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Old 12-17-2010, 01:54 PM
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Default Disenchanted with 3rd Gen S&W

I'm ever slowly becoming disenchanted with a couple of 3rd Generation 45's I have. Today I took the 457 out for a spin along with my Glock 30SF. About thirty rounds into firing the 457 with 230gr FMJ's the last round failed to go into battery completely. I moved the slide back just a bit and saw the cartridge in the chamber and not under the extractor. This is not the first time this has happened with this pistol. In fact nearly every time I've taken it to the range this happens. It also happens with my 4566 TSW about every other time I take it out.

These are pretty new magazines and I have new S&W springs in all magazines. The recoil spring is S&W factory and has had less than 300 rounds with it.

I shot 100 rounds with the Glock and there was no failures of any sort using two different kinds of bullets- 230 gr FMJ and 185 gr Sierra JHP's.There wasn't any failure last time with it either firing 150 rounds of different ammo. The only S&W 45 that has given me reliable service has been the 4506 I've had since 1990. I had hoped the 457 would be as good since I had planned on carrying it since it was the lightest and smallest of three S&W 45's I have. It doesn't look like that's going to happen...most disappointing.
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Old 12-17-2010, 02:21 PM
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Unfortunately the new S&W is not the old S&W. It seems they aren't as reliable as the ones of past days.
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Old 12-17-2010, 02:38 PM
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How new is the 457? How many rounds through them? What ammo? Don't want to offend but what hold are you using, are you sure you are not limp wristing? You would have to be extremely unlucky to get two 3rd gens with issues. If they were mine I would clean and lube them and run about 200 rounds through each of them and see if they don't smooth out.
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Old 12-17-2010, 02:56 PM
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I bought this pistol a few months back and it's had, as of today about 400 rounds. It's had a sundry of ammo through it since I've had it-every thing from 230 gr FMJ and FMJ-FN to JHP's in two weights, 185 gr and 200 gr along with no less than two boxes(100) of 230 gr Ranger T. Of all bullets to cause problems, the 230gr FMJ which should have been the least likely to cause trouble.

No limp wristing. I use a modified Weaver stance/grip with the right arm held straight out and the left one only slightly bent at the elbow. It's always worked for all other pistols and as mentioned, the Glock gave no trouble with these same loads and stance.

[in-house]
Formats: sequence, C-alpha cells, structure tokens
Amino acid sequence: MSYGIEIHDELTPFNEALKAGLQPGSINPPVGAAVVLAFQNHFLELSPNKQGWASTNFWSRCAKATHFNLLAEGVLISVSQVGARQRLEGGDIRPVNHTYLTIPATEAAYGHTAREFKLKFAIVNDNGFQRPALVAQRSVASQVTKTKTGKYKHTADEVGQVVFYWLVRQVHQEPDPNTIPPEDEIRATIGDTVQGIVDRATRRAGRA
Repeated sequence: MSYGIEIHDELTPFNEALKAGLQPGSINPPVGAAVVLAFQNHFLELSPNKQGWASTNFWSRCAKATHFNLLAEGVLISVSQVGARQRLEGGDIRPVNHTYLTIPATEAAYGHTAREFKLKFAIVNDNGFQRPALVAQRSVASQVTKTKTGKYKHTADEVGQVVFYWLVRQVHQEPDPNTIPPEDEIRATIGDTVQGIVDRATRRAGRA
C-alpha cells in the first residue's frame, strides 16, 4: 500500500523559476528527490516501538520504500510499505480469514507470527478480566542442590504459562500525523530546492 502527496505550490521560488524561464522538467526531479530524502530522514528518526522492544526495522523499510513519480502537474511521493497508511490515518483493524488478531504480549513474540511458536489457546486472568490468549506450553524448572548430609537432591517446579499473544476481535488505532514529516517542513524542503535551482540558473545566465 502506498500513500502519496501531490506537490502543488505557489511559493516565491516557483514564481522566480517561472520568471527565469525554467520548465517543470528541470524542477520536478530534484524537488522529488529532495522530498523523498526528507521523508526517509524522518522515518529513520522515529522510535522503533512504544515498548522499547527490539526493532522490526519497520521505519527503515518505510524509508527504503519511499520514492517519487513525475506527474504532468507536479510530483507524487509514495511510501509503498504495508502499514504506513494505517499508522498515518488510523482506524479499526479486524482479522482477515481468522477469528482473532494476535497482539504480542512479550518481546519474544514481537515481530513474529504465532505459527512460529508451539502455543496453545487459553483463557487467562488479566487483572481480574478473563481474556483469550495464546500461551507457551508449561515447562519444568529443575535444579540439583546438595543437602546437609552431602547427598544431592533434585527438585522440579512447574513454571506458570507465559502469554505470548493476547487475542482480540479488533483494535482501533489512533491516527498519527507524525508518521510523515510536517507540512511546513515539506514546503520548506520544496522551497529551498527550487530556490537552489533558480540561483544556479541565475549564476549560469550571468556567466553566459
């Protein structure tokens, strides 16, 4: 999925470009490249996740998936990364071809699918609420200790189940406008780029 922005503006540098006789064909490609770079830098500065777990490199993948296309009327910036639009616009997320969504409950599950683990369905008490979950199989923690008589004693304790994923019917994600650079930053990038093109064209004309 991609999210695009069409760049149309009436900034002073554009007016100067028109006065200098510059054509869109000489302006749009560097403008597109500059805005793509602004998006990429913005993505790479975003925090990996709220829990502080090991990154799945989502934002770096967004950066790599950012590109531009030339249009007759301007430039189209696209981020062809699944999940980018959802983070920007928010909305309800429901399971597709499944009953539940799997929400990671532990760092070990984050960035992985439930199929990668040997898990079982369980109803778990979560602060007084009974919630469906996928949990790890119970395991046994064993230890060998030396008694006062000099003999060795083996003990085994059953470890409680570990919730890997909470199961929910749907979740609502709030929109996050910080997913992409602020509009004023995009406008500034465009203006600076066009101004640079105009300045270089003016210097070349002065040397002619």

The 457 was cleaned and lubed the last time I went to the range with it...about 3-4 weeks back. If it's not broke in by 400 rounds, it never will be. My 4506 always was reliable from day one. I bought it new 20 years ago and it's never failed regardless the type of ammo or stance. There has to be a simple reason for this but, I just can't put my finger on the problem.
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Old 12-17-2010, 03:19 PM
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Call Smith Customer Service and have them make it right for you. They have a lifetime warranty. As you have seen on your 4506 they normally right without issue at all.
Let them take care of you...you will not regret it.
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Old 12-17-2010, 04:16 PM
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I'm with growr, check with S&W. I bought my 457 used, but it was in great condition and it has never burped on me. Given that most of us consider the 3Gs to be top end, I'd be curious as to what was happen; especially given it is happening on two of them.

I certainly sympathise with your problems. I have a fair share of 3Gs in my collection and I love them. And, I carry them regularly, as do other folks. So, please keep us in the loop on what you find.
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Old 12-17-2010, 04:40 PM
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I have been working through similar issues with my 4516-1 which is very similar to your 457. I think I have narrowed the problem down to a rough chamber, hood and feed ramp. I have polished it and it seems to have fixed the problem. Here is a picture of what my chamber looked like. There was also a good size burr on the hood.
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Old 12-17-2010, 04:46 PM
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Failure to feed and sticking under the extractor could be